I had never been to a writer’s conference before, which may seem odd since that’s what I do for a living.
But these conferences are notoriously expensive, when you include airfare to and from Hawai‘i and the cost of accommodations, and being a writer, well, you’re usually broke.
So I’ve read about them, I’ve longed over websites, I’ve listened with uncloaked envy to people who have attended these mysterious wonders where speakers talk about story arcs and cliched ledes.
Then I finally decided to suck it up — read: fork over some hard-earned cash — and go to one myself.
And I’m not kidding when I say this: I literally signed up the week of the conference. And I had no place to stay, either.
The conference was for travel writers and photographers, put on for the past 22 years at Book Passage, a reputable independent bookstore in Corte Madera, Calif. that puts on highly regarded conferences and workshops throughout the year, including the one I had attended this weekend.
It’s expensive — a little more than $600 for the four-day conference — and airfare to San Francisco, especially at such short-notice, wasn’t cheap. So I had lofty hopes that I’d get my money’s worth.
And I have to say, the experience was well worth the investment. (I even missed a little south shore bump, too.)
I hadn’t been to one of these before — it seemed like most people were conference alums — so I just sat in whichever session sounded remotely interesting. I settled on, “Writing the Big Five,” with Jim Benning and David Farley, both accomplished travel writers and return speakers. The course focused on the five main types of travel writing: magazine stories, newspaper articles, personal essays, blog posts and books.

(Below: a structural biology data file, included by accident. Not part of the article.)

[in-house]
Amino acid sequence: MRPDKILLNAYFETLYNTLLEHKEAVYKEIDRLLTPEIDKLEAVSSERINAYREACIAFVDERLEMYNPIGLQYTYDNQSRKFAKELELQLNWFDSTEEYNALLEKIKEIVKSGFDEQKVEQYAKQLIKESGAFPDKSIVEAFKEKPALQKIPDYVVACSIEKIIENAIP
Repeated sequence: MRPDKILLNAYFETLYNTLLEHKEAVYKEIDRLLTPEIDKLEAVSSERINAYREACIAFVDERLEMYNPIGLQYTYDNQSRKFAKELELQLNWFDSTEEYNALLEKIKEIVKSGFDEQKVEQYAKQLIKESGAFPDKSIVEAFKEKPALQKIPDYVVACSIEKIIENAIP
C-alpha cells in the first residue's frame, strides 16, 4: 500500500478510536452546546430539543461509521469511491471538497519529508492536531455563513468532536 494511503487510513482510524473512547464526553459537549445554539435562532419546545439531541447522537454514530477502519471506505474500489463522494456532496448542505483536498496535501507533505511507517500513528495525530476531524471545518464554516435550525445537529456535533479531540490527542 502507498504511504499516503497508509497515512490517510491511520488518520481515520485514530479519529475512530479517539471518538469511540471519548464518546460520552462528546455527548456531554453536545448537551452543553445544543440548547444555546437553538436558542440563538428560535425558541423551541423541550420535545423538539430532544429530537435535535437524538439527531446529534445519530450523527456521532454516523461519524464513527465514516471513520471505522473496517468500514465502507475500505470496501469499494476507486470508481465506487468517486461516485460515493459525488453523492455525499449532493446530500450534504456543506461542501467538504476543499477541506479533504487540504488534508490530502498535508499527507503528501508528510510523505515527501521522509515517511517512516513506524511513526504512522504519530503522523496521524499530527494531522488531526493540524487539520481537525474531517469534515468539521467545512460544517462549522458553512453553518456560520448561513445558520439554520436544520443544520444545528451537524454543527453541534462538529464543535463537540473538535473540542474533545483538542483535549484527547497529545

We started by introducing ourselves with our names, hometowns and favorite animals. More than 60 people filled the event room in the back of the bookstore, hailing from as far as Berlin to as nearby as the Santa Cruz Mountains. (For some reason, there was a strangely high number of people who were from Minnesota and didn’t know each other.) There were two others from Hawai‘i and a guy named Alan Toth. I felt right at home.
The first thing the pair of speakers did was dispel myths about travel writing.
“The first one. You make a lot of money.” That made attendees chuckle.
Though I’ve been freelancing for more than 10 years now, it was nice to have time to actually think about my approach to my craft and career. The discussions in this course challenged me to hone my writing, to be more specific in my descriptions, to not be lazy with my word choices, to re-read and edit more carefully my work, and to strategize on how to sell my stories to editors.
The next seminar — this time a discussion about finding your story on the road — really inspired me.
In this panel discussion, Spud Hilton, the travel editor at the San Francisco Chronicle aptly said, “Sometimes you gotta jump in the van.”
Meaning, sometimes you have to do the stuff that you’re going to write about. And sometimes you’re not going to like it. Sometimes it might scare you. Sometimes it might be against your better judgement. But if you’re going to make this a bona fide career — and you want a paycheck — well, you gotta do what you gotta do. And jumping in that proverbial van might be it.
I didn’t realize, until I attended this conference, that there was such a huge world out there to be explored. And that I could, very feasibly, write about it.
It’s too bad it took me $1,800 and three days in another city to figure this out.
But maybe that’s what it was going to take.
I’m just glad I got in the van.